I collected human-scale greenery values from people at randomly sampled study locations around the City of Helsinki. In total, I included 20 study sites and interviewed 412 participants. I asked the participants to evaluate the interview location’s greenery level on a scale of 0 to 100. I also enquired about how frequently they visit nature next to some personal characteristics. These questions and answer ranges can be found from the thesis together with the pictures of the sites.
I used six different types of modelling methods to generate greenery values. These were two image-based methods that use color and semantic segmentation (color GVI, Semantic GVI), two LiDAR based methods that use point clouds and their derivates to evaluate the viewshed (VGVI, GSR), and two top-down methods including Normalized Difference Vegetation Index (NDVI) and land use assessment (LU). All the tested methods were normalized to the same scale with the interviews (from 0 to 100) if they had not been collected based on this scale already originally. More information about the methods and their usage can be found in the thesis.
I compared the modelled and surveyed greenery values using three main methods: correlation analysis with Pearson (see the chart below), mean absolute error (MAE), and root mean square error (RMSE). I used Kruskal-Wallis one-way analysis of variance (ANOVA) for the sociodemographic comparison. In case I found significant differences, I inspected those further with Games-Howell posthoc tests. The sociodemographic comparison was done twice: the first time with the original data and the second time with the data that were normalized to the mean surveyed greenery value at each site to prevent demographic biases.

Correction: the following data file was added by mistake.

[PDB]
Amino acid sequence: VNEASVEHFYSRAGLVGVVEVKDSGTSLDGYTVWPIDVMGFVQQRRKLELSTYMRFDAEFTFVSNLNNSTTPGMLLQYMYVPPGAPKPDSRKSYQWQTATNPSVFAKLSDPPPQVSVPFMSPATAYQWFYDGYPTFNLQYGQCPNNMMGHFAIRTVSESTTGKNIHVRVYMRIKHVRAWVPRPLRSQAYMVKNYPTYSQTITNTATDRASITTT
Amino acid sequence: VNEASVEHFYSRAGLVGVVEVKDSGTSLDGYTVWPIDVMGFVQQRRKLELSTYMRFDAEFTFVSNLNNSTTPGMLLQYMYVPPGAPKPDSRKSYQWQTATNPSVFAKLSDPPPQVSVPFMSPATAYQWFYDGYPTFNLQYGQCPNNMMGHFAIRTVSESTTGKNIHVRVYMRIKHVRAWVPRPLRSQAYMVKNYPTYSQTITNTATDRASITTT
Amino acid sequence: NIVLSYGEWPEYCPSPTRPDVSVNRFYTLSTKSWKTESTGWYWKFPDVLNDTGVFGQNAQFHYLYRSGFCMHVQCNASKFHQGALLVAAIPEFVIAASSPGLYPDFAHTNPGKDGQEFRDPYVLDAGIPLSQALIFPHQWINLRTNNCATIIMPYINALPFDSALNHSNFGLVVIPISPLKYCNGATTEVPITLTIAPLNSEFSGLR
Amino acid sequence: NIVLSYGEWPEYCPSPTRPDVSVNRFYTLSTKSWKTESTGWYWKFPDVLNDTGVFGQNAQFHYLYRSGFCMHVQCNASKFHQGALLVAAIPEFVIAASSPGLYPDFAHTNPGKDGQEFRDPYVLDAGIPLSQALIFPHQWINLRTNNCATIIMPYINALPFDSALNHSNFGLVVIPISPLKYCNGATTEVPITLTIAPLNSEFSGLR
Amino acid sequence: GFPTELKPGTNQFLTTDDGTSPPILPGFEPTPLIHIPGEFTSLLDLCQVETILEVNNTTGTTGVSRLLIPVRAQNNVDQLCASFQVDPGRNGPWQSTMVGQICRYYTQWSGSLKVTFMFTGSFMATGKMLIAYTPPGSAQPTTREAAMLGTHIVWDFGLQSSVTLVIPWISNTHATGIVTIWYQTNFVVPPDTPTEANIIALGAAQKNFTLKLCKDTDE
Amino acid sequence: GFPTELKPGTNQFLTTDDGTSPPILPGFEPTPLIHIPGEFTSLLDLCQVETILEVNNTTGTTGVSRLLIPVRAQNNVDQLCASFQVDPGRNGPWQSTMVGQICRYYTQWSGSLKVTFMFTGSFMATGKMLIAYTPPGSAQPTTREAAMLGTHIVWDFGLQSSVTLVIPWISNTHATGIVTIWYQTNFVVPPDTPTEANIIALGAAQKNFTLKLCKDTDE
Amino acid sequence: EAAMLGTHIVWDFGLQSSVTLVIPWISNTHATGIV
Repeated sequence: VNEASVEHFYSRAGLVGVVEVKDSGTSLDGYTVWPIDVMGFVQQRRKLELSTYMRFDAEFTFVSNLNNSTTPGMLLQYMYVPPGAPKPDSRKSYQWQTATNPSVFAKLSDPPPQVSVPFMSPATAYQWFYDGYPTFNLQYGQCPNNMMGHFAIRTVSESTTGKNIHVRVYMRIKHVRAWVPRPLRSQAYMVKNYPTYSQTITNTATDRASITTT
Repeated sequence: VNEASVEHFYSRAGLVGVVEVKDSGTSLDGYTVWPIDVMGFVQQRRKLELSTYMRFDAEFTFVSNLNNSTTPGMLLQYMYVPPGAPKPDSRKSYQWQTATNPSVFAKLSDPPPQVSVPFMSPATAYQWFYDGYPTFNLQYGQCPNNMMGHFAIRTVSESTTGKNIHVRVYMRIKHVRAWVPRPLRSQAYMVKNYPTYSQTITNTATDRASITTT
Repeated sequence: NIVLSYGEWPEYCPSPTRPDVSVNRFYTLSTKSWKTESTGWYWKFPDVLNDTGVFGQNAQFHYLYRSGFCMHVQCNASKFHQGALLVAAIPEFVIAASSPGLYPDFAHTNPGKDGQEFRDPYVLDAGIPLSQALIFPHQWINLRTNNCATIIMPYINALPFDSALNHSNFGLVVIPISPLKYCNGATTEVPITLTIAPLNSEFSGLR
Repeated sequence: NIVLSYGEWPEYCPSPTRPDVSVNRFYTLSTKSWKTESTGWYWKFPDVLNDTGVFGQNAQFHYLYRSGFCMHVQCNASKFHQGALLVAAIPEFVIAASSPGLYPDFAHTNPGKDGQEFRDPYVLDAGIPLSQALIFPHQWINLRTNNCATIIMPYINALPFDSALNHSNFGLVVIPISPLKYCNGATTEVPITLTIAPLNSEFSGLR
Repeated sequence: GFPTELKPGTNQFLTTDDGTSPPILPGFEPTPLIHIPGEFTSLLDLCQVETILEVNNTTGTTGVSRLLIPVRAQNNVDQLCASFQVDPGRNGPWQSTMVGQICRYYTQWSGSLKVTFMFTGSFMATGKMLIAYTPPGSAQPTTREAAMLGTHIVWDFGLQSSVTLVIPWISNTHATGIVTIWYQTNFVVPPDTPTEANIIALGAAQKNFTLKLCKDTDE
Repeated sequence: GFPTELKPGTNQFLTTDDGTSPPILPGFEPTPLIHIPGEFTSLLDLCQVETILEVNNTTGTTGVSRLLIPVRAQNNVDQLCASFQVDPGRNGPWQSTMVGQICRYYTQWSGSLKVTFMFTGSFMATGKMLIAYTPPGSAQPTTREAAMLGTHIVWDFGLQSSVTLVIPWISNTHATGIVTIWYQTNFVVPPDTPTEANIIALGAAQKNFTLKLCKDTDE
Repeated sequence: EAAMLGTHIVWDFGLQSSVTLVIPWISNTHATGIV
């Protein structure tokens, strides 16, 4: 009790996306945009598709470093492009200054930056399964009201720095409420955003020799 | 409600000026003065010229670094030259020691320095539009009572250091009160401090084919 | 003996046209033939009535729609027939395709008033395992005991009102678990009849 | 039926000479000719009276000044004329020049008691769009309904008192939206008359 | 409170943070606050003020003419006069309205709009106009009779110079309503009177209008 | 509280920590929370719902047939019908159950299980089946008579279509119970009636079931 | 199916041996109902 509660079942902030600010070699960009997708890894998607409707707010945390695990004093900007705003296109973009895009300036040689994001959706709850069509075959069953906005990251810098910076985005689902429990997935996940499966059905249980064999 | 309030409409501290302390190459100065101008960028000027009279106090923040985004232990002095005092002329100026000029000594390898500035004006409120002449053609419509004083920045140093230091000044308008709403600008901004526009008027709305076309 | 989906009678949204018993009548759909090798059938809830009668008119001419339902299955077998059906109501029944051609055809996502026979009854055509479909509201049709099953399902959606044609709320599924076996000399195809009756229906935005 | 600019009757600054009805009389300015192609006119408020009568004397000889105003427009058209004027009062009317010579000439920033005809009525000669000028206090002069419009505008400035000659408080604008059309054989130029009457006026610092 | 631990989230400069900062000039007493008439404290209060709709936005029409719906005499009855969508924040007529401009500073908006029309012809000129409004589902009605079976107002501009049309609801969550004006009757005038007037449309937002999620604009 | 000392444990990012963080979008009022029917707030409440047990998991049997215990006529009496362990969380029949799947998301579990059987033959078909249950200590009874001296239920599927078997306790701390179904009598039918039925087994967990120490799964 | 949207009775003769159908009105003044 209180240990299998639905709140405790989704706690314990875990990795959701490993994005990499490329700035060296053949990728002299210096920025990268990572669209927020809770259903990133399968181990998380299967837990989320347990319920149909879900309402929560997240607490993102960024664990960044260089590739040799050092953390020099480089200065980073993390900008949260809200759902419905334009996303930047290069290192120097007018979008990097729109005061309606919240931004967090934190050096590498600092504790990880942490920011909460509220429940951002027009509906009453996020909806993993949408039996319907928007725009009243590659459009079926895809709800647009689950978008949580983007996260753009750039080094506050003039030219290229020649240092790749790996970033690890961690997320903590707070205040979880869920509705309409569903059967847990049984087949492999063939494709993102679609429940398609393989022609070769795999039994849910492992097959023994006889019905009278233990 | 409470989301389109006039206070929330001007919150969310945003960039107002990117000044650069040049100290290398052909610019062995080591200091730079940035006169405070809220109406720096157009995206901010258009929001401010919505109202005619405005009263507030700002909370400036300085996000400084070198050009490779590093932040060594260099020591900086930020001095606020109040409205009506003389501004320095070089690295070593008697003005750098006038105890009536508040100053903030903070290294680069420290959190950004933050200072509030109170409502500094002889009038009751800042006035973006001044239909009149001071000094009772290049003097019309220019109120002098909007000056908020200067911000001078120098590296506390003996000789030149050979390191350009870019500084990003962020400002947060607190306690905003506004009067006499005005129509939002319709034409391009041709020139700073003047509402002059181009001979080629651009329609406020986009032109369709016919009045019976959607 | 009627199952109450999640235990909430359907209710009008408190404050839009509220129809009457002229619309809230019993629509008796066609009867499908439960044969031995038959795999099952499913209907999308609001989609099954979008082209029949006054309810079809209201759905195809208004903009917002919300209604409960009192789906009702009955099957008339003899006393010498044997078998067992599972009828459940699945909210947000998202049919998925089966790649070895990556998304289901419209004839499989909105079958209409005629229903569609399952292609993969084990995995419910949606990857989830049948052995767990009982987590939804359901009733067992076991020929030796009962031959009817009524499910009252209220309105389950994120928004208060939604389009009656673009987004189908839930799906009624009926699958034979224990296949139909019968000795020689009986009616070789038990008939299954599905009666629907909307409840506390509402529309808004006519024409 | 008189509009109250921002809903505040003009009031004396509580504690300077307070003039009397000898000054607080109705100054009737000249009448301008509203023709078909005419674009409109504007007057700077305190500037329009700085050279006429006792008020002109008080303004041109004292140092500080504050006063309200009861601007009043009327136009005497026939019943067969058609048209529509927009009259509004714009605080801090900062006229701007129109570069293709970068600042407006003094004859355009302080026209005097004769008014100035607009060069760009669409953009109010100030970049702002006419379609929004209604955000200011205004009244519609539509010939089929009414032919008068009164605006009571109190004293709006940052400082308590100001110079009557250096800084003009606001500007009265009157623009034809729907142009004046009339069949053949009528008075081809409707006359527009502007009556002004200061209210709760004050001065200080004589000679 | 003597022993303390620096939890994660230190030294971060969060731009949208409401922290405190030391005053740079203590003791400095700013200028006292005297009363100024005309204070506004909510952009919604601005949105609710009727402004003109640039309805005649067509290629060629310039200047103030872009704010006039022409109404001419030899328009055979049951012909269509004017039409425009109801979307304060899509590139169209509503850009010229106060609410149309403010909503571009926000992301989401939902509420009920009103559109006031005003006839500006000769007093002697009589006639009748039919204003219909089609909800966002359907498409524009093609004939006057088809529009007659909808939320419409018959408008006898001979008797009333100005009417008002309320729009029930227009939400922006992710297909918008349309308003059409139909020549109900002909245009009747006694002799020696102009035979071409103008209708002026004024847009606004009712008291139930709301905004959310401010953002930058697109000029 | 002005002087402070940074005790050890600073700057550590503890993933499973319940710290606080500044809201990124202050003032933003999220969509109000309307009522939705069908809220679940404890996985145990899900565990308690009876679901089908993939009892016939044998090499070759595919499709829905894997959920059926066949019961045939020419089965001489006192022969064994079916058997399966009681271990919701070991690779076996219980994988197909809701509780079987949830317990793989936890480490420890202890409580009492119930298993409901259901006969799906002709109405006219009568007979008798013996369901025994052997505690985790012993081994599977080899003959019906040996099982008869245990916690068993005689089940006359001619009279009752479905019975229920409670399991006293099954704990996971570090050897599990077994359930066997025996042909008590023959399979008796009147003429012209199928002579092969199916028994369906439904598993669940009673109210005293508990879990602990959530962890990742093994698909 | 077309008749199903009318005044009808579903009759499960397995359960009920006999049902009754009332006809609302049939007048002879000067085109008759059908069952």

What comes next?
In the future, studies about human-scale greenery should focus more on the components and meaningfulness of greenery, instead of only quantifying the amount of greenery. Also, other senses than the visual might affect the experience of greenery. The impact of other visible aspects such as the amount of water or visible sky in urban environments could also be considered in greenery assessments. Further avenues for research are linking human-scale greenery measures with the indicators on the usage and access of green spaces as well as measuring the importance of seasonal change in greenery in cities like Helsinki where the leaves are on the trees less than half of the year.
This thesis provides evidence that new methods are applicable for evaluating the greenery that people experience in outdoor urban environments during their daily lives. However, questions remain on what they truly capture and how this should be integrated with traditional greenery assessment methods. Also, we need to further study which characteristics and factors affect how people experience or can experience greenery. Most likely, the best results will be gained with holistic attention to greenery using multiple diverse methods and perspectives. This thesis hopefully supports these further attempts trying to capture the essence of urban greenery.
Read the full MSc thesis here: Human-scale greenery: modelling and understanding the experience of people
This MSc thesis was done for the benefit of the UIA HOPE project (Urban Innovative Action HOPE – Healthy Outdoor Premises for Everyone). The thesis was supervised by Professor Tuuli Toivonen, Age Poom and Elias Willberg from the University of Helsinki’s Digital Geography Lab. The Digital Geography Lab is an interdisciplinary research team focusing on spatial Big Data analytics for fair and sustainable societies.